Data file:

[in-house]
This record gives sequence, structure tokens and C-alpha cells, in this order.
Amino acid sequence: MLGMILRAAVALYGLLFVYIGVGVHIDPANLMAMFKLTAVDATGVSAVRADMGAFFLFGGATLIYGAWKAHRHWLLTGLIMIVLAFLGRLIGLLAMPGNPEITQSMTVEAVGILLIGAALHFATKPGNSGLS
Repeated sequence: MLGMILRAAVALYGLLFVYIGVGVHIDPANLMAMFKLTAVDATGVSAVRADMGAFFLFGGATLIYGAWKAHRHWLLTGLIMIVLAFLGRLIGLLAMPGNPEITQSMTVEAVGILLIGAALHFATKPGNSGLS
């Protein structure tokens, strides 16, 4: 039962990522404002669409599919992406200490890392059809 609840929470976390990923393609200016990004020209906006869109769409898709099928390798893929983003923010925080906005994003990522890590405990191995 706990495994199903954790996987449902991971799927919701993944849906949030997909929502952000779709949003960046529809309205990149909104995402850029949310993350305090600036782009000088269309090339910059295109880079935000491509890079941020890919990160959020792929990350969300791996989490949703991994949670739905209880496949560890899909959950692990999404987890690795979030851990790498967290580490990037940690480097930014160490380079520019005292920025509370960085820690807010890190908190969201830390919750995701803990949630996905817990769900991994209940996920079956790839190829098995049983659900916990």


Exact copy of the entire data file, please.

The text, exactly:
[in-house]
This record gives sequence, structure tokens and C-alpha cells, in this order.
Amino acid sequence: MLGMILRAAVALYGLLFVYIGVGVHIDPANLMAMFKLTAVDATGVSAVRADMGAFFLFGGATLIYGAWKAHRHWLLTGLIMIVLAFLGRLIGLLAMPGNPEITQSMTVEAVGILLIGAALHFATKPGNSGLS
Repeated sequence: MLGMILRAAVALYGLLFVYIGVGVHIDPANLMAMFKLTAVDATGVSAVRADMGAFFLFGGATLIYGAWKAHRHWLLTGLIMIVLAFLGRLIGLLAMPGNPEITQSMTVEAVGILLIGAALHFATKPGNSGLS
């Protein structure tokens, strides 16, 4: 039962990522404002669409599919992406200490890392059809 609840929470976390990923393609200016990004020209906006869109769409898709099928390798893929983003923010925080906005994003990522890590405990191995 706990495994199903954790996987449902991971799927919701993944849906949030997909929502952000779709949003960046529809309205990149909104995402850029949310993350305090600036782009000088269309090339910059295109880079935000491509890079941020890919990160959020792929990350969300791996989490949703991994949670739905209880496949560890899909959950692990999404987890690795979030851990790498967290580490990037940690480097930014160490380079520019005292920025509370960085820690807010890190908190969201830390919750995701803990949630996905817990769900991994209940996920079956790839190829098995049983659900916990």